The current SOTA models do very well (~90% accuracy) at few-shot learning tasks in the CIFAR-FS dataset [source], which has a comparable resolution to the images seen by bees, so I think that this task is quite solvable. Even bees and the models I discussed seem to do pretty well compared to chance.
Interesting to learn that compute figures can be brought down so much without accuracy loss! Could you point me to some reading material about this?
I think Rohin’s second point makes sense. Bees are actually pretty good at classifying abstract shapes (I mention a couple of studies that refer to this in the appendix about my choice of benchmark, such as Giurfa (1996)), so they might plausibly be able to generalize to stylized images.
Hey Ben! Thanks for formatting the doc into the post, it looks great!
Hey everyone! I’m Guilhermo. I’m doing an AI timelines internship with Open Phil and am going to investigate that topic over the next few months.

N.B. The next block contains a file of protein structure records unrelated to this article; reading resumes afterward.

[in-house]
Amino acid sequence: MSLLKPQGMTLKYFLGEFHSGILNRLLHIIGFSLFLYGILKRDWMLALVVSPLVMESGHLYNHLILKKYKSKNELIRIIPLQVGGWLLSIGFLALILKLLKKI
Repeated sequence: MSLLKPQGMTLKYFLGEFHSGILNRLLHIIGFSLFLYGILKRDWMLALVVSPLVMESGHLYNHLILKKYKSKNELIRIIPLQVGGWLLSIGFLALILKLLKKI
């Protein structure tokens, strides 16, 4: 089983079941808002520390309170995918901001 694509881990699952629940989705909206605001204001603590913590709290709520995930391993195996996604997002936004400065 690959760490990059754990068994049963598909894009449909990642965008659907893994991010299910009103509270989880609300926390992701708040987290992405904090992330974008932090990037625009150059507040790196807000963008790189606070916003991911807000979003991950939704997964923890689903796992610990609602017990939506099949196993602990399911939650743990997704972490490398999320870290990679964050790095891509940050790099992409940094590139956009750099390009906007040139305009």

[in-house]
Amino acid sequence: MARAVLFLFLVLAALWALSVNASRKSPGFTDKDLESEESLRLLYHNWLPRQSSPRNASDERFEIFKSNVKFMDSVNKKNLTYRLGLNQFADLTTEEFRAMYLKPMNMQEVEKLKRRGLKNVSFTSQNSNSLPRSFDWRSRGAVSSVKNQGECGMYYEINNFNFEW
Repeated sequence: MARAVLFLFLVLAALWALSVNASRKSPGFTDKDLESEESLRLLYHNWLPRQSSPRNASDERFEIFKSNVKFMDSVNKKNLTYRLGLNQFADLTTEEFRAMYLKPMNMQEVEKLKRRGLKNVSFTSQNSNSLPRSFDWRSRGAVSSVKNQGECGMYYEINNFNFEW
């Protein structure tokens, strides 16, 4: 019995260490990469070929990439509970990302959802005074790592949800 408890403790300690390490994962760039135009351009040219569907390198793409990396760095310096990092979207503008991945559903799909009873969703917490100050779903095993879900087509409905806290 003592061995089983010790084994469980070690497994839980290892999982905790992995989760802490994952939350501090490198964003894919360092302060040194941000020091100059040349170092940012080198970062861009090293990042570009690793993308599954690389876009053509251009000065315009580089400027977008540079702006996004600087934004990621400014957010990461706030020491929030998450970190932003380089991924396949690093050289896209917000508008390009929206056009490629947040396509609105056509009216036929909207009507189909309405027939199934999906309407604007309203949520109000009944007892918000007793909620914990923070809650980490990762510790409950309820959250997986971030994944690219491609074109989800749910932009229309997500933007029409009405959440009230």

It seems plausible to a lot of people that simply scaling up current ML architectures with more data and compute could lead to transformative AI. In particular, the recent successes of GPT-3 and the impressive scaling observed seem to suggest that a scaled-up language model could have a transformative impact. This hypothesis can be modeled within the framework of Ajeya’s report by considering that a transformative model would have the same effective horizon length as GPT-3 and assuming that the scaling will follow the same laws as current Transformer models. I’ve added an anchor corresponding to this view in an updated version of the quantitative model that can be found (together with the old one) here, where the filenames corresponding to the updated model begin with “(GPT-N)”. Please note that Ajeya’s best guess sheet hasn’t been updated to take this new anchor into account. A couple of minor numerical inconsistencies between the report and the quantitative model were also fixed.